You need a minimum of 12 + 2.5 = 14.5v at the input of the regulator IC, leaving 1.5v headroom for ripple and low voltage mains.

    It is good to know that you have a good improvement.

    JimB
     
  17. dougy83

    dougy83 Well-Known Member

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    The 12VAC is quite marginal for proper regulation. After the rectifier you'll get 100Hz ripple; increasing the bulk caps reduces this, as you have found. Make sure that the input voltage doesn't drop below the minimum specified for the 7812 (using an oscilloscope, not a voltmeter).. from memory it's around 15V (for 3V regulation drop). If this is the correct figure, you'd only have ~1V headroom. You could increase this by using low-dropout regulators
     
  18. unclejed613

    unclejed613 Well-Known Member

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    also, if your circuit board is "bolted to the transformer case" as you say, there could be magnetic pickup of the circuit from the transformer windings. if you look at large power amplifiers, you will see that the core of the transformer is side-on to the amplifier, which reduces stray magnetic coupling between the transformer windings and the circuits. the area marked in red in the drawing shows areas to avoid having the circuit board. think of this as a pair of cones. there is also a pair of cones to avoid on the top and bottom of the core since the top and bottom are the poles of the core.
     

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    Last edited: Mar 4, 2013
  19. Vitesse

    Vitesse New Member

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    OK, bit more checking done, the input voltage getting to the regulators is at +/- 20V mesured on DMM, verified by scope with very little ripple.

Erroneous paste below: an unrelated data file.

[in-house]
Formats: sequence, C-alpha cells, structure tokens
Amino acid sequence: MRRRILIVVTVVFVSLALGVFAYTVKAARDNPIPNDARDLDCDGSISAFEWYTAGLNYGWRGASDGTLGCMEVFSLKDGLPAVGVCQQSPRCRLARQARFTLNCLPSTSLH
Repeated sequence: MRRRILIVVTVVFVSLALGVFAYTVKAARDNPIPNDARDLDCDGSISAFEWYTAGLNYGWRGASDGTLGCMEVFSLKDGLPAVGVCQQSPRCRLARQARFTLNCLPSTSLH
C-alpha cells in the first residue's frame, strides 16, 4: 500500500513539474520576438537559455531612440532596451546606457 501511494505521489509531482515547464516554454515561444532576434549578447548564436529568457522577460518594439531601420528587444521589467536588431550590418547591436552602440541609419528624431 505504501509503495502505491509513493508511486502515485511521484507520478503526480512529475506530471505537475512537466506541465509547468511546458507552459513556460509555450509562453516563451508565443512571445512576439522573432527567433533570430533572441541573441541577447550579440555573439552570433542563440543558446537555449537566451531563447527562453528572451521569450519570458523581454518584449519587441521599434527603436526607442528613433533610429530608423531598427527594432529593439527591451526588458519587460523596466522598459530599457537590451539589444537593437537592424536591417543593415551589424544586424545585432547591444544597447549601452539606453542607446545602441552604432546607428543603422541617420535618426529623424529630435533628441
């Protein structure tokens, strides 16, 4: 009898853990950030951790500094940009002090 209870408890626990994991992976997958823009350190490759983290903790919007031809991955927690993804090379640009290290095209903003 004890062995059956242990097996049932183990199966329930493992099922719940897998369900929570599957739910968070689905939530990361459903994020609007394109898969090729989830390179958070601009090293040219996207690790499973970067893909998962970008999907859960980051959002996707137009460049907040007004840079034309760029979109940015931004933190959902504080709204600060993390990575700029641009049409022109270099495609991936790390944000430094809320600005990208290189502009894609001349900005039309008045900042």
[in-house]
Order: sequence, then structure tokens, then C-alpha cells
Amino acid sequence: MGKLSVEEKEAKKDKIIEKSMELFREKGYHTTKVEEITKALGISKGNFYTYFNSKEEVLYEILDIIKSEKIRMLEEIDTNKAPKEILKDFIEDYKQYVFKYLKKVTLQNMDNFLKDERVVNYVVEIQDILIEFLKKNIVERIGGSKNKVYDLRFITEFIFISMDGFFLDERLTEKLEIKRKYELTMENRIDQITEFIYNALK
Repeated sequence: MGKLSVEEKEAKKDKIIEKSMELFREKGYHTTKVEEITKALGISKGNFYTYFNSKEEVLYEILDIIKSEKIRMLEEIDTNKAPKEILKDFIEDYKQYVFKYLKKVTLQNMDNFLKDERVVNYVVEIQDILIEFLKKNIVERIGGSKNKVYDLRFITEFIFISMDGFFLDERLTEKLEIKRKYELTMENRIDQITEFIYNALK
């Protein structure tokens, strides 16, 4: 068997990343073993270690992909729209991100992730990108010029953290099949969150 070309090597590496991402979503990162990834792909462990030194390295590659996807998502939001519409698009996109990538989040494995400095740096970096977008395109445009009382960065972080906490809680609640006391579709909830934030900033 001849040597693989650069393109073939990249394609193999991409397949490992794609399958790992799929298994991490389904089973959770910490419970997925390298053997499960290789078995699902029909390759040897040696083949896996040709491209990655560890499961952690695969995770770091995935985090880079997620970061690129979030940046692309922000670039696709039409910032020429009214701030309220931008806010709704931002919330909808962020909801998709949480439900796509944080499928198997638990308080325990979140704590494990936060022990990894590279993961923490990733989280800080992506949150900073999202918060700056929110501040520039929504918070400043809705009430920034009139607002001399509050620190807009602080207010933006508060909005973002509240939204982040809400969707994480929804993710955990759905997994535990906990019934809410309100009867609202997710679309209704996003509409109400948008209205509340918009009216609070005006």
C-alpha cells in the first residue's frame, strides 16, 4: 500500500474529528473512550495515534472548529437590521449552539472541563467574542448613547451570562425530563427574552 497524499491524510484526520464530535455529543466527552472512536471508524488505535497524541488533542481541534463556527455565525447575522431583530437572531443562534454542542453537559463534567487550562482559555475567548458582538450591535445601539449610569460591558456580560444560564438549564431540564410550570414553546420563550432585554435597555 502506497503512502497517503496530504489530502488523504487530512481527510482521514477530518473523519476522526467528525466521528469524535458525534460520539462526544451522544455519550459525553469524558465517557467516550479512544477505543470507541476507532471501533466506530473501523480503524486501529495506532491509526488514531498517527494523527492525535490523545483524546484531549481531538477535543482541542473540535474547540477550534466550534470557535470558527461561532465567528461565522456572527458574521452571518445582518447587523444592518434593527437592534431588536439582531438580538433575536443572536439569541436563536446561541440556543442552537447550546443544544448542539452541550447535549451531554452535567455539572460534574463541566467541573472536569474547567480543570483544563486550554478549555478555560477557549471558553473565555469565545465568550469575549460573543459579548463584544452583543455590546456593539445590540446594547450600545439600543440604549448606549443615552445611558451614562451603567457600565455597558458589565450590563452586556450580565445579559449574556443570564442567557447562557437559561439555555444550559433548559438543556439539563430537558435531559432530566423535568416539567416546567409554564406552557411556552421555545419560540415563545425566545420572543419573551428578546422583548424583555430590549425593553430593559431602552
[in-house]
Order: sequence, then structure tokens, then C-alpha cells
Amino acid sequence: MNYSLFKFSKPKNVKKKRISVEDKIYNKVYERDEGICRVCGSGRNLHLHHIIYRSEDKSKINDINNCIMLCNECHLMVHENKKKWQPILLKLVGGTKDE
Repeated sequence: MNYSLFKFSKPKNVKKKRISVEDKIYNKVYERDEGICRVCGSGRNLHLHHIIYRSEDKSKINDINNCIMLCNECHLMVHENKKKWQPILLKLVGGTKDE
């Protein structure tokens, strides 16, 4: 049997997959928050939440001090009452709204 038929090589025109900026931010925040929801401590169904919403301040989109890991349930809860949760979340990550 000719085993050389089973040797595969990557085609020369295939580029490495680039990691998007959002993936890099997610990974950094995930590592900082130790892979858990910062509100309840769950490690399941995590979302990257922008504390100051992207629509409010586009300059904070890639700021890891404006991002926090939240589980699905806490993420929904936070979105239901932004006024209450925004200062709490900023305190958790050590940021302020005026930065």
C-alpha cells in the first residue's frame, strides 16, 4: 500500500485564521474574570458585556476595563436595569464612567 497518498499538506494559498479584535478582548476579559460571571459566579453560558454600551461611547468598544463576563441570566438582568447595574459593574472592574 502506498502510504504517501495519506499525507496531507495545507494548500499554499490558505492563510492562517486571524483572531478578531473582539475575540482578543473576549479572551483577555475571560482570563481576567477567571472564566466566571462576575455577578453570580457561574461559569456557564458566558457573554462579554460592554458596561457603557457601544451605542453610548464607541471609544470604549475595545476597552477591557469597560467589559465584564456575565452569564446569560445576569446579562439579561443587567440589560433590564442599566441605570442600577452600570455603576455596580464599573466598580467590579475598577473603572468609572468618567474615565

The waveforms seem somewhat more defined (attached pics) than before, there is now practically no noticable ripple on the +/- supply rails. I feel there may be some problem to do with frequency stability now rather than interference as if R1 is at its lowest resistance then you get the trace pictured for sine wave, however as soon as you increase R1 value it diminishes to an erratic sawtooth, R6 had to be set rather high to actually get a sine wave which I would have thought should have been somewhere close to its midpoint.
     
  20. Vitesse

    Vitesse New Member

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    I've finally folded a little on this now and managed to source a Max038 very cheaply, before I commit to spending a small fortune I thought I'd give a circuit with that on the breadboard a try and see if I can get better results.
     
  21. audioguru

    audioguru Well-Known Member Most Helpful Member

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    An obsolete MAX038 is a high frequency IC that will probably mess-up if used on a solderless breadboard.
    Use your breadboard for DC circuits and make a pcb for high frequency circuits.